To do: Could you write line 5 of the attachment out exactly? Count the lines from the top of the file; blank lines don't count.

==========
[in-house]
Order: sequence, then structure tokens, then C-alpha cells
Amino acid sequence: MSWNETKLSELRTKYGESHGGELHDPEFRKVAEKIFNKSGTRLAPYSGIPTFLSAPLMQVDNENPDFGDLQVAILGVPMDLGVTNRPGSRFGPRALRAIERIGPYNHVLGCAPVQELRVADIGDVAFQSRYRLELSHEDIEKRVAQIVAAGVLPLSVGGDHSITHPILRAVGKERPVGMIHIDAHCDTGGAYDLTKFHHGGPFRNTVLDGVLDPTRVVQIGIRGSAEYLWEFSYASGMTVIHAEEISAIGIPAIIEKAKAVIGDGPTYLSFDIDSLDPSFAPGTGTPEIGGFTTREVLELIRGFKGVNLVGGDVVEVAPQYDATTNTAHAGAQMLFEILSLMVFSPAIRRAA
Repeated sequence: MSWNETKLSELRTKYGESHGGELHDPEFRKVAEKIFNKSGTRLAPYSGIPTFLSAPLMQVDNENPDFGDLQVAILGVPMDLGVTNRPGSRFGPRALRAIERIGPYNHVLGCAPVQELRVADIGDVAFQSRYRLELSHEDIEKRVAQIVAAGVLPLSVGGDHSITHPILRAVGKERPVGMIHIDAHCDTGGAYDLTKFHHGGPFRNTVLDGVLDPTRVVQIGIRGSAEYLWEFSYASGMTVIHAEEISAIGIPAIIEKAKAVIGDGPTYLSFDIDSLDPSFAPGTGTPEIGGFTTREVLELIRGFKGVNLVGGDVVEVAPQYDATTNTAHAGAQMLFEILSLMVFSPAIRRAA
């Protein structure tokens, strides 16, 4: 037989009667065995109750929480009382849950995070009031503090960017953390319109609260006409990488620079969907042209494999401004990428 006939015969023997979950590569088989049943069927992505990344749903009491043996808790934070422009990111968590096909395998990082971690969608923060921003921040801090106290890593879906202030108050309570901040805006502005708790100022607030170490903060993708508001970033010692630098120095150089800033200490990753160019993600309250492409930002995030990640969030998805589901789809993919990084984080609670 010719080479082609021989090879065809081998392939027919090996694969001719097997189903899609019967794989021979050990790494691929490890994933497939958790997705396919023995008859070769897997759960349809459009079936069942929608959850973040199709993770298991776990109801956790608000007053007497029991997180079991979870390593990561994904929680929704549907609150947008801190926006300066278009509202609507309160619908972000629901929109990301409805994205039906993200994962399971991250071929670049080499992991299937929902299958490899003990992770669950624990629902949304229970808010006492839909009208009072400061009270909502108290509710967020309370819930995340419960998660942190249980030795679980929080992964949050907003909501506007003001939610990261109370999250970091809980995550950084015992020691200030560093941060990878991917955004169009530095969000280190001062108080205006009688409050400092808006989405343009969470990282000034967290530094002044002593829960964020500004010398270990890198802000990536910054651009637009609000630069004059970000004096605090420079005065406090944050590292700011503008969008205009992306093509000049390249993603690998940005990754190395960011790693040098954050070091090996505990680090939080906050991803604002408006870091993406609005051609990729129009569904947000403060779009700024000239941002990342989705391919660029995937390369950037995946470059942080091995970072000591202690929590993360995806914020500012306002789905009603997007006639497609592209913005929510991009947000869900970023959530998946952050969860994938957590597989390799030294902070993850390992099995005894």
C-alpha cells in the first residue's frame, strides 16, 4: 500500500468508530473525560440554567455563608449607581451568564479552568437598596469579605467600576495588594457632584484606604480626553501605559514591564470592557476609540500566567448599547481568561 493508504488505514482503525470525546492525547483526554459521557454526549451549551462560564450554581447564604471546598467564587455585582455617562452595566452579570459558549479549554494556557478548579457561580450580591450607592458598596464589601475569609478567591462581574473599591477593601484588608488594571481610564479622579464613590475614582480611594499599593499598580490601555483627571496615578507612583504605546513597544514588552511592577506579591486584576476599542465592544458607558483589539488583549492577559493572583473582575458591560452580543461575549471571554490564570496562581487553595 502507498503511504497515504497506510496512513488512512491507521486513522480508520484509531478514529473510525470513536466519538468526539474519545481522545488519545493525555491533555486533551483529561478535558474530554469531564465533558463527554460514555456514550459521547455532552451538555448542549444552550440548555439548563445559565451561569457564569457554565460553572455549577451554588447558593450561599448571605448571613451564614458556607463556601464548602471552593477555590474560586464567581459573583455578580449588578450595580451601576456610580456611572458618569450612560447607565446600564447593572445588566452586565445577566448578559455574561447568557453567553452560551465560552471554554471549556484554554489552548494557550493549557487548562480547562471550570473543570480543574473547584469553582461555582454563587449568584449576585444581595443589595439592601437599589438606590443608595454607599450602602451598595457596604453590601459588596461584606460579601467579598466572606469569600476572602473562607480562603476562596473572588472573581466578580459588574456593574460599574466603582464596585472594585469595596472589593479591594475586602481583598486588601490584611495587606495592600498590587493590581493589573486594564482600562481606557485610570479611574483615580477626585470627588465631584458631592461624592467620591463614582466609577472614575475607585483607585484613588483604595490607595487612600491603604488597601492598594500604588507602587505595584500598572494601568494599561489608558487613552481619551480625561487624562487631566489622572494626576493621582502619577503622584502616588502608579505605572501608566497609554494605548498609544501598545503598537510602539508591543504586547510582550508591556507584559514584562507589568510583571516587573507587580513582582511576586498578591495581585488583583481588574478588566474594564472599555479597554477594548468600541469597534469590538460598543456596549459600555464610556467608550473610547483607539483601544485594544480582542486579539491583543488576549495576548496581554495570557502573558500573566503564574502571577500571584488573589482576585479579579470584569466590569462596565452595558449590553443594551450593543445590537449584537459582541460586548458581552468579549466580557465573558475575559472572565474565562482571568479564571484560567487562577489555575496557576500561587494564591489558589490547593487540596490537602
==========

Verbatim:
């Protein structure tokens, strides 16, 4: 037989009667065995109750929480009382849950995070009031503090960017953390319109609260006409990488620079969907042209494999401004990428 006939015969023997979950590569088989049943069927992505990344749903009491043996808790934070422009990111968590096909395998990082971690969608923060921003921040801090106290890593879906202030108050309570901040805006502005708790100022607030170490903060993708508001970033010692630098120095150089800033200490990753160019993600309250492409930002995030990640969030998805589901789809993919990084984080609670 010719080479082609021989090879065809081998392939027919090996694969001719097997189903899609019967794989021979050990790494691929490890994933497939958790997705396919023995008859070769897997759960349809459009079936069942929608959850973040199709993770298991776990109801956790608000007053007497029991997180079991979870390593990561994904929680929704549907609150947008801190926006300066278009509202609507309160619908972000629901929109990301409805994205039906993200994962399971991250071929670049080499992991299937929902299958490899003990992770669950624990629902949304229970808010006492839909009208009072400061009270909502108290509710967020309370819930995340419960998660942190249980030795679980929080992964949050907003909501506007003001939610990261109370999250970091809980995550950084015992020691200030560093941060990878991917955004169009530095969000280190001062108080205006009688409050400092808006989405343009969470990282000034967290530094002044002593829960964020500004010398270990890198802000990536910054651009637009609000630069004059970000004096605090420079005065406090944050590292700011503008969008205009992306093509000049390249993603690998940005990754190395960011790693040098954050070091090996505990680090939080906050991803604002408006870091993406609005051609990729129009569904947000403060779009700024000239941002990342989705391919660029995937390369950037995946470059942080091995970072000591202690929590993360995806914020500012306002789905009603997007006639497609592209913005929510991009947000869900970023959530998946952050969860994938957590597989390799030294902070993850390992099995005894």